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Event to examine connections among race, wealth, demographics of poverty

Thu, 01/30/2014

LAWRENCE — Race, Wealth and the New Demographics of Poverty, the third installment of an ongoing series at the University of Kansas, will examine connections among poverty, assets and the American dream.

The event will take place from noon to 1:45 p.m. Wednesday, Feb. 5, in the Kansas Union Ballroom. It is open to the public.

Speakers include

  • Introduction: Michael Fletcher, The Washington Post
  • Keynote speech: Thomas Shapiro, Pokross Professor of Law and Social Policy; director, Institute on Assets and Social Policy, Brandeis University
  • Panel discussion: Lewis Diuguid, editorial board member, columnist and letters editor, The Kansas City Star; Kilolo Kijakazi, program officer, The Ford Foundation, ChangHwan Kim, KU associate professor of sociology; Melinda Lewis, KU policy director, Assets and Education Initiative (moderator).

The United States cannot end poverty without confronting persistent racial gaps in wealth, chasms only partly explained by inequality of income. Today, the average white household has nearly 10 times the wealth of the average African-American household. This wealth divide, perhaps even more than income, has dramatic effects on intergenerational economic mobility, access to education and societal prosperity.

Keynote speaker Shapiro is a leading scholar on questions of race, poverty and inequality. Using data from a study spanning 25 years, including new evidence slated for future publication, he identifies the factors that make for long-term financial success, the role of race in perpetuating poverty and how to build a more economically and racially just America. Panelists will address policy changes that could improve the wealth standing of minorities, building a platform for economic security and mobility for the nation’s future.

The event, co-sponsored by the School of Social Welfare, the Assets and Education Initiative, the Office of the Provost and KU's Social Work Administration and Advocacy Practice concentration, will include an introduction to the topic, keynote address, panel discussion and an audience question-and-answer session.

The School of Social Welfare is the oldest school of social work in Kansas. Current research centers within the School are building knowledge in many areas including child welfare, mental health, aging and income and asset poverty.

The Assets and Education Initiative is an office of the School of Social Welfare whose mission is to create and study innovations related to assets and economic well-being, with a focus on the relationship between children’s savings and the educational outcomes of low-income and minority children as a way to achieve the American dream.

The Social Work Administration and Advocacy Practice concentration in the Master of Social Work program at prepares students for administrative and advocacy practice grounded in the knowledge and values of social work.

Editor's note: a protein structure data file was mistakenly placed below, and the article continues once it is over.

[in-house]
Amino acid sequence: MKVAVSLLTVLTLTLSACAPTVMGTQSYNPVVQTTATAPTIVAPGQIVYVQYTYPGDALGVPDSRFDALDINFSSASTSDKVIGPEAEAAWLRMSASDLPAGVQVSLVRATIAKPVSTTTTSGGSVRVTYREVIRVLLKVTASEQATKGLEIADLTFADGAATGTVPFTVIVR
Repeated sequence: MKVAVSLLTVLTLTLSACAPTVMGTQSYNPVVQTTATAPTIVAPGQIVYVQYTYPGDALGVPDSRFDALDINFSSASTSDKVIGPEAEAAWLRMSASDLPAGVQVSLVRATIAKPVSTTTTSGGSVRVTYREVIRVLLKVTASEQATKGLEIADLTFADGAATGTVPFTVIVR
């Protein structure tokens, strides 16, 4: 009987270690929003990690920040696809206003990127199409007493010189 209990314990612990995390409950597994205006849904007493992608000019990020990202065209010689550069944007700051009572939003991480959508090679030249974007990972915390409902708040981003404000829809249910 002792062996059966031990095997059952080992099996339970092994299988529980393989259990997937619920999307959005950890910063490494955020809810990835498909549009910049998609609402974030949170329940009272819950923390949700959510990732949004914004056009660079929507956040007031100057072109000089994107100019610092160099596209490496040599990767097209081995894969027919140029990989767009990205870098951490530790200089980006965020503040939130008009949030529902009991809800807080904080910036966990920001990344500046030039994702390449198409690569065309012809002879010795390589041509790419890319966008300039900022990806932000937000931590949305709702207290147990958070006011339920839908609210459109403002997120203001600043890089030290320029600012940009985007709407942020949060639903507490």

Tears. Smiles. And hugs. That’s what Match Day brought as KU Medical Center’s first Salina class learned where they would go for their residencies — the next step in their medical training. See the Salina Journal’s report and photos: http://bit.ly/1HtAWbW Tags: #KUworks #KUmatch #Match2015 University of Kansas Medical Center Salina Journal KU School of Medicine-Wichita

Network and learn about available opportunities: Head to the @KU _SADP Career Fair today from 1-5pm. http://t.co/ymJFrLP06E
Lauded race and class historian becomes KU Foundation Professor David Roediger’s award-winning research and writing has already transformed how historians view the growth of social freedoms in America though the intersection of race, class, ethnicity, and labor. Now Roediger, as KU’s first Foundation Distinguished Professor of History (http://bit.ly/1AbAqYw), will continue to break new ground in those fields as he leads KU’s departments of American Studies and History. Roediger likes to study historical flash points — where one particular change brings a cascade of wider cultural changes. His latest book, “Seizing Freedom, Slave Emancipation and Liberty for All,” makes the point that as slaves began freeing themselves across the South during the Civil War, their emancipation inspired and ignited other cultural movements for freedom — such as the women’s movement for suffrage and the labor movement for better working conditions and an eight-hour day. Understanding the individual stories of average people who wanted to make their lives better, including slaves or factory workers, is important to understanding the wider political movements and elections, Roediger said. “It's tempting to think that all the important political questions have been decided,” he said, “but actually people are constantly thinking about what freedom would mean for them.”


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